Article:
Revista de Saúde Pública
On-line version ISSN 1518-8787
Print version ISSN 0034-8910
SILVA, Antônio Augusto Moura da et al. Infant mortality and low birth weight in cities of Northeastern and Southeastern Brazil. Rev. Saúde Pública [online]. 2003, vol.37, n.6, pp.693-698. ISSN 1518-8787. http://dx.doi.org/10.1590/S0034-89102003000600002.
OBJECTIVE: To compare estimates of low birth weight (LBW), preterm birth, small for gestational age (SGA), and infant mortality in two birth cohorts in Brazil. METHODS: The two cohorts were performed during the 1990s, in São Luís, located in a less developed area in Northeastern Brazil, and Ribeirão Preto, situated in a more developed region in Southeastern Brazil. Data from one-third of all live births in Ribeirão Preto in 1994 were collected (2,839 single deliveries). In São Luís, systematic sampling of deliveries stratified by maternity hospital was performed from 1997 to 1998 (2,439 single deliveries). The chi-squared (for categories and trends) and Student t tests were used in the statistical analyses. RESULTS: The LBW rate was lower in São Luís, thus presenting an epidemiological paradox. The preterm birth rates were similar, although expected to be higher in Ribeirão Preto because of the direct relationship between preterm birth and LBW. Dissociation between LBW and infant mortality was observed, since São Luís showed a lower LBW rate and higher infant mortality, while the opposite occurred in Ribeirão Preto. CONCLUSIONS: Higher prevalence of maternal smoking and better access to and quality of perinatal care, thereby leading to earlier medical interventions (cesarean section and induced preterm births) that resulted in more low weight live births than stillbirths in Ribeirão Preto, may explain these paradoxes. The ecological dissociation observed between LBW and infant mortality indicates that the LBW rate should no longer be systematically considered as an indicator of social development.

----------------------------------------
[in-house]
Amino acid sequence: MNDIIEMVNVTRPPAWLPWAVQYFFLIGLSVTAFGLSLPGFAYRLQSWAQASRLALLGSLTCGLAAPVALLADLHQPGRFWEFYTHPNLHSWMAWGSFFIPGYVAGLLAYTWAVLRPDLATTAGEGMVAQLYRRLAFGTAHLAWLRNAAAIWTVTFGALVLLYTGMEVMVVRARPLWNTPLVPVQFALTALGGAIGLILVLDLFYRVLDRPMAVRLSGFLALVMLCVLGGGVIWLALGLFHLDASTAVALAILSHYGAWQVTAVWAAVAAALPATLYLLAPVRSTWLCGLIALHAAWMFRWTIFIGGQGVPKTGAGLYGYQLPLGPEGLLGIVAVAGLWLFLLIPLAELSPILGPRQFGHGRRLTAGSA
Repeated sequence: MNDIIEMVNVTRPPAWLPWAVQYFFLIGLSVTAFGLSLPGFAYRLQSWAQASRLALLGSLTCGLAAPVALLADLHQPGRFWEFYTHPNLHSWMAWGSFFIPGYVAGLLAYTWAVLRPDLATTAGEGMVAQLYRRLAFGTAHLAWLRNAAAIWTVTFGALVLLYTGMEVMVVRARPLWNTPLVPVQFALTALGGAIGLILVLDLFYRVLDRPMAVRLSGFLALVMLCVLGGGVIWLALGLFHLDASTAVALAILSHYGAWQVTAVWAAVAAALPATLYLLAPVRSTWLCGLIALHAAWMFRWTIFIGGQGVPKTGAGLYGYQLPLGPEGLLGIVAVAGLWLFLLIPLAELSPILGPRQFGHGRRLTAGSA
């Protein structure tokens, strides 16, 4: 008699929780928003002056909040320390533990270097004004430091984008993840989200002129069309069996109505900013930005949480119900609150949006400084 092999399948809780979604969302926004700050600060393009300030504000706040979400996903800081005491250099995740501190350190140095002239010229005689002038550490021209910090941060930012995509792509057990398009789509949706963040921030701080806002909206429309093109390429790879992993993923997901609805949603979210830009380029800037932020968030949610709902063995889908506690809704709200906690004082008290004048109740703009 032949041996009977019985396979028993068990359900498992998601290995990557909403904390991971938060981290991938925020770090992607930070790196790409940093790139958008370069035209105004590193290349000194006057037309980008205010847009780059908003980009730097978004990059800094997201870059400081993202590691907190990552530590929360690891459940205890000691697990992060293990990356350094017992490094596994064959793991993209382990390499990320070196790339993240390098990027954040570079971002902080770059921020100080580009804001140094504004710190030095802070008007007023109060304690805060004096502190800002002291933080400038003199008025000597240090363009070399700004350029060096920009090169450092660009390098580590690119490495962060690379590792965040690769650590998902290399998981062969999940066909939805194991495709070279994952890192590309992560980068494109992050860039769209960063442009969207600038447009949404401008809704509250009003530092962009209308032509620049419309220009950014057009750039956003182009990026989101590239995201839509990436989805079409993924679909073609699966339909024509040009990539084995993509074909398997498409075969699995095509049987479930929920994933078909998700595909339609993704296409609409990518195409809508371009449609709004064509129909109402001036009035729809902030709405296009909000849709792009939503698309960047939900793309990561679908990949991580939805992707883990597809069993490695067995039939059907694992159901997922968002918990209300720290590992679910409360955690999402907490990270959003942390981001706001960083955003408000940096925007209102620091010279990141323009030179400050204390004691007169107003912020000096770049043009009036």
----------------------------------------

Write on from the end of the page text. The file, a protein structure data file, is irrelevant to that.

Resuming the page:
Keywords : Infant, low birth weight; Infant, premature; Infant small for gestational age; Infant mortality; Cohort studies; Information systems; Socioeconomic factors; Family income; Brazil.